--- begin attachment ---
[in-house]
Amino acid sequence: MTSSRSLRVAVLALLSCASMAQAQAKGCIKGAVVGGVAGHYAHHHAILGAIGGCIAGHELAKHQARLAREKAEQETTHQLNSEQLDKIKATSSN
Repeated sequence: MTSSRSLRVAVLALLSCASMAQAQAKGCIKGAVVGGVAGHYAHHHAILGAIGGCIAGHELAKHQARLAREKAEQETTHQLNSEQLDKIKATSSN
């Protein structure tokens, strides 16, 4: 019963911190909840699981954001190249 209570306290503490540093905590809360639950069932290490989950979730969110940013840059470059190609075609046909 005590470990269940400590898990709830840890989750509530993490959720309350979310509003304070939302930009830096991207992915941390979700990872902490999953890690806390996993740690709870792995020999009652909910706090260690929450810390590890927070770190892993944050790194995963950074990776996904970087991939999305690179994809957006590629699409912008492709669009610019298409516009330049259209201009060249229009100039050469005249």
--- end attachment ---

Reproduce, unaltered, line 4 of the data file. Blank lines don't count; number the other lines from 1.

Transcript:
């Protein structure tokens, strides 16, 4: 019963911190909840699981954001190249 209570306290503490540093905590809360639950069932290490989950979730969110940013840059470059190609075609046909 005590470990269940400590898990709830840890989750509530993490959720309350979310509003304070939302930009830096991207992915941390979700990872902490999953890690806390996993740690709870792995020999009652909910706090260690929450810390590890927070770190892993944050790194995963950074990776996904970087991939999305690179994809957006590629699409912008492709669009610019298409516009330049259209201009060249229009100039050469005249």